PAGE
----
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PLoS One. 2012;7(2):e31082. doi: 10.1371/journal.pone.0031082. Epub 2012 Feb 21.

Physician and patient predictors of evidence-based prescribing in heart failure: a multilevel study.

Author information

  • 1Department of General Practice and Health Services Research, University Hospital Heidelberg, Baden-Wuerttemberg, Germany. frank.peters-klimm@med.uni-heidelberg.de

Abstract

BACKGROUND:

The management of patients with heart failure (HF) needs to account for changeable and complex individual clinical characteristics. The use of renin angiotensin system inhibitors (RAAS-I) to target doses is recommended by guidelines. But physicians seemingly do not sufficiently follow this recommendation, while little is known about the physician and patient predictors of adherence.

METHODS:

To examine the coherence of primary care (PC) physicians' knowledge and self-perceived competencies regarding RAAS-I with their respective prescribing behavior being related to patient-associated barriers. Cross-sectional follow-up study after a randomized medical educational intervention trial with a seven month observation period. PC physicians (n = 37) and patients with systolic HF (n = 168) from practices in Baden-Wuerttemberg. Measurements were knowledge (blueprint-based multiple choice test), self-perceived competencies (questionnaire on global confidence in the therapy and on frequency of use of RAAS-I), and patient variables (age, gender, NYHA functional status, blood pressure, potassium level, renal function). Prescribing was collected from the trials' documentation. The target variable consisted of ≥50% of recommended RAAS-I dosage being investigated by two-level logistic regression models.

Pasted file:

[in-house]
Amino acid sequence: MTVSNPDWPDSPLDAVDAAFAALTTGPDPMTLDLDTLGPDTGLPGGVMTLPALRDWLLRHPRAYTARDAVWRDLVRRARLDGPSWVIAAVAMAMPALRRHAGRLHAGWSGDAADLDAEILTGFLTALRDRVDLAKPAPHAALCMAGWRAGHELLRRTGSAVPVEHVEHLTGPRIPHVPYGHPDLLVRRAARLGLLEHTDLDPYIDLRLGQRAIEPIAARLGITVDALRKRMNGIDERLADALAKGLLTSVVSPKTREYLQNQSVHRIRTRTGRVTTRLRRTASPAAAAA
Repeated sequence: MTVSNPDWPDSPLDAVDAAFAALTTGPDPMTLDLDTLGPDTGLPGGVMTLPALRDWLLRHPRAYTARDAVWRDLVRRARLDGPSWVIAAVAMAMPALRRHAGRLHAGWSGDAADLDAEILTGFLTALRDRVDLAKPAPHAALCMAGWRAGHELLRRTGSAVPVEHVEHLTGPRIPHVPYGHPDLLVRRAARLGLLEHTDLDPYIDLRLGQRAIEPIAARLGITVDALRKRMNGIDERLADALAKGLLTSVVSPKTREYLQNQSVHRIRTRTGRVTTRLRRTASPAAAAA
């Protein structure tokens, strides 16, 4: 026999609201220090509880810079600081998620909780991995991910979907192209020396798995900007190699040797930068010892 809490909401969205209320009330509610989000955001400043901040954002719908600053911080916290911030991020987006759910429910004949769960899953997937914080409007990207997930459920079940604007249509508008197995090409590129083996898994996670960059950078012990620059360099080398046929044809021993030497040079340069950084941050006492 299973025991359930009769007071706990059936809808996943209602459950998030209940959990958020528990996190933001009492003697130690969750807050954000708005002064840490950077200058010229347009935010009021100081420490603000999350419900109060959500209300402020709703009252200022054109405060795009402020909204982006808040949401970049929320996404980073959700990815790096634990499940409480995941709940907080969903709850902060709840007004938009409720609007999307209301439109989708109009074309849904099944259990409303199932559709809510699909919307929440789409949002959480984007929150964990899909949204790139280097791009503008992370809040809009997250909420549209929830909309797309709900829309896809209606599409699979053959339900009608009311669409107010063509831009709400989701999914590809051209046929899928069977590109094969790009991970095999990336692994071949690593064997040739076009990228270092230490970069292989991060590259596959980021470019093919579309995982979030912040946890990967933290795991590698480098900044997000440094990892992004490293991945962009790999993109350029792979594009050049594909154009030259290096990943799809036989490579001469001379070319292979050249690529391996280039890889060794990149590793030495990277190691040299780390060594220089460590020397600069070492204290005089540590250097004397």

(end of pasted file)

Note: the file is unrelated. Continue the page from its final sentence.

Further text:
RESULTS:

Patients (69% male, mean age 68.8 years) showed symptomatic and objectified left ventricular (NYHA II vs. III/IV: 51% vs. 49% and mean LVEF 33.3%) and renal (GFR<50%: 22%) impairment. Mean percentage of RAAS-I target dose was 47%, 59% of patients receiving ≥50%. Determinants of improved prescribing of RAAS-I were patient age (OR 0.95, CI 0.92-0.99, p = 0.01), physician's global self-confidence at follow-up (OR 1.09, CI 1.02-1.05, p = 0.01) and NYHA class (II vs. III/IV) (OR 0.63, CI 0.38-1.05, p = 0.08).

CONCLUSIONS:

A change in physician's confidence as a predictor of RAAS-I dose increase is a new finding that might reflect an intervention effect of improved physicians' intention and that might foster novel strategies to improve safe evidence-based prescribing. These should include targeting knowledge, attitudes and skills.

PMID:
22363553
[PubMed - indexed for MEDLINE]
PMCID:
PMC3283612
Free PMC Article

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